Everyone’s caregiving journeys are different regardless of our age. However, being a young adult caregiver brings a unique set of challenges. Here are some aspects from my experiences as a young caregiver.

1) Am I doing this right?

During graduate school, I maintained pretty good grades. I was fairly confident in my abilities to achieve and get my degree. I was learning something I was really passionate about which made it that much easier to do well.

When you’re a caregiver, you don’t get handed back an exam grade that says A+ for really good caretaking. I really could have used an exam to measure my efforts during this time though. For me, I often wondered if I was doing enough. I chose to become a caregiver because I saw a need, like most in this role have seen. I wanted to make a difference in the lives of others in general through social work and chose to start at home.

My amazing, witty, beautiful grandmother was diagnosed late 2012 with Stage 4 Lung Cancer. My heart broke and my head spun. Head spinning breeds anxiety. My self-questioning looked a little something like:

What do I need to do? Should I talk to my boss about this? Should I go part-time? How can I comfort her best? Does she really want my help? Did I really just hear the word cancer?

It was in the moments of laughter and quiet times with my grandmother that I found the most peace. It was easier to push the insecurities away when she had good days, when we both had good days.

2) How do I balance?

True for all caregivers, and especially young adults, we are trying to find a sense of normalcy in the everyday. Our pace is fast and we’re driven to succeed in school/the workplace. Being a caregiver while trying to make your mark in life is not easy, to say the least.

I became a caregiver suddenly at the age of 24, the same time I started working my first full-time job. I remember feeling that I had two full-time jobs, both exhausting and difficult. There were many days of work I missed due to caretaking, which led me to have anxiety about my job security.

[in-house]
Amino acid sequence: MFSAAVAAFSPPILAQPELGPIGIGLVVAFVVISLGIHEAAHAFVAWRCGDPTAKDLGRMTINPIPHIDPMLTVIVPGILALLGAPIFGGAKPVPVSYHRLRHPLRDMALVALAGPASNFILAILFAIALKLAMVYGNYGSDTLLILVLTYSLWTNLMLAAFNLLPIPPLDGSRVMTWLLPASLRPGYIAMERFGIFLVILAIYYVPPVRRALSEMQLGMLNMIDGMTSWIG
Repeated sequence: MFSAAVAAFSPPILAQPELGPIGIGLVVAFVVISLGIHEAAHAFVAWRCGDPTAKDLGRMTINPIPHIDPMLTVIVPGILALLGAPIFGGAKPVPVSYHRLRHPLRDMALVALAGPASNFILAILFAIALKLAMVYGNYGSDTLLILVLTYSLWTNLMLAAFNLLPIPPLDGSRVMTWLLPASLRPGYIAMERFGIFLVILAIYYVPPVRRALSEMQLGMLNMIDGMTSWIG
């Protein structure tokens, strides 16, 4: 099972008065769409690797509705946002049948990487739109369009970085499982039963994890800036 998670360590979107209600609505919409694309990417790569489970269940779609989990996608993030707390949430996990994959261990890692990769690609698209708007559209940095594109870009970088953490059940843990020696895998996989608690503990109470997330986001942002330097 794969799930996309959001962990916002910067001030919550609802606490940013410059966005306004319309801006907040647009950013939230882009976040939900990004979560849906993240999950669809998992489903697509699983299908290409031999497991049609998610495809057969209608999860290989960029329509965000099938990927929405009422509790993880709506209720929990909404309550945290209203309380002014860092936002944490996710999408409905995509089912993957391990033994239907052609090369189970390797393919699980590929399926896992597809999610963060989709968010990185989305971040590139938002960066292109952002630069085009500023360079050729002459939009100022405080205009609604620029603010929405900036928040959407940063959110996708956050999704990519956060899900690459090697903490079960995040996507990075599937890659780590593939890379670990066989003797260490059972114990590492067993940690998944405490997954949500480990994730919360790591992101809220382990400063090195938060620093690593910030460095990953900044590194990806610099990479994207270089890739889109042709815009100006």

Many young caregivers are in school. Grades and attendance are often impacted hard. Luckily for me, my caregiving started when my college days were over. Whether its work or school, many young caregivers have irons in the fire already before their caregiving days begin. There were many days for me when something was sacrificed.

3) I’d like to get off this emotional rollercoaster now, please.

I could write a book, I tell you. (Perhaps I will in the future). I mentioned the anxiety fueled by insecurities and self-defeating thoughts. The emotions didn’t stop there. I often felt guilty for not being there for my grandmother as she needed because of work. Many days I sat in my office and bawled in sheer exhaustion and frustration. I was also very resentful toward family that I felt didn’t see a need to share the caretaking duties. I felt dumped on, and again, guilty for feeling this way. On the other hand, I sometimes wanted to be left alone.

Caregiving involves myriad emotions because you’re giving so much of yourself and don’t know what outcome this will bring. You’re taking a walk out on faith.

4) I’m learning about myself through this.

In all of the emotions and grief, I discovered some things about myself. I’m a tough cookie. I learned that even though I’m a young adult, I have a lot to offer the world. As a young adult caregiver, I have a lot of insight to offer the world about caregiving.

I gave a lot of myself to my grandmother, but the rewards were many. She gave me the ability to love with all of myself and to develop patience for others. I didn’t see it this way much during my caregiving. Now I see how great a blessing this experience was for my personal development.

 

 

 

 

Written by Brittany

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